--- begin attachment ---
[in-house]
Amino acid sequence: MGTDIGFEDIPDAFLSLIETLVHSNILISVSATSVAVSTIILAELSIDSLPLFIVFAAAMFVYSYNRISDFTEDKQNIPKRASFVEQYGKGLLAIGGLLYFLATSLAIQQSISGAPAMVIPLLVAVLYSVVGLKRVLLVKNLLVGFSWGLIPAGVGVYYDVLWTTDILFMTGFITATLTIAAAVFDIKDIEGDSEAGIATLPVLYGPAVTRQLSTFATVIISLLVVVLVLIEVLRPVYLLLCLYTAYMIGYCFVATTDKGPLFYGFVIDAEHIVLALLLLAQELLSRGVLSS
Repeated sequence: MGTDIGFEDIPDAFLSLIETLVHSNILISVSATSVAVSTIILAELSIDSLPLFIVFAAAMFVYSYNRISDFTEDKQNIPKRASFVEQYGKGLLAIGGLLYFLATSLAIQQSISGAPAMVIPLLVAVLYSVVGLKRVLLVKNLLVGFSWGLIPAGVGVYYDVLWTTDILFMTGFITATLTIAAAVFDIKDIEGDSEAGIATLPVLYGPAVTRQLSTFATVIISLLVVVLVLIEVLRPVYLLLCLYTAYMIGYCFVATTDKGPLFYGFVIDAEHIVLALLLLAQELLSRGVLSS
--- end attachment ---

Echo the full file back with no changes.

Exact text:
[in-house]
Amino acid sequence: MGTDIGFEDIPDAFLSLIETLVHSNILISVSATSVAVSTIILAELSIDSLPLFIVFAAAMFVYSYNRISDFTEDKQNIPKRASFVEQYGKGLLAIGGLLYFLATSLAIQQSISGAPAMVIPLLVAVLYSVVGLKRVLLVKNLLVGFSWGLIPAGVGVYYDVLWTTDILFMTGFITATLTIAAAVFDIKDIEGDSEAGIATLPVLYGPAVTRQLSTFATVIISLLVVVLVLIEVLRPVYLLLCLYTAYMIGYCFVATTDKGPLFYGFVIDAEHIVLALLLLAQELLSRGVLSS
Repeated sequence: MGTDIGFEDIPDAFLSLIETLVHSNILISVSATSVAVSTIILAELSIDSLPLFIVFAAAMFVYSYNRISDFTEDKQNIPKRASFVEQYGKGLLAIGGLLYFLATSLAIQQSISGAPAMVIPLLVAVLYSVVGLKRVLLVKNLLVGFSWGLIPAGVGVYYDVLWTTDILFMTGFITATLTIAAAVFDIKDIEGDSEAGIATLPVLYGPAVTRQLSTFATVIISLLVVVLVLIEVLRPVYLLLCLYTAYMIGYCFVATTDKGPLFYGFVIDAEHIVLALLLLAQELLSRGVLSS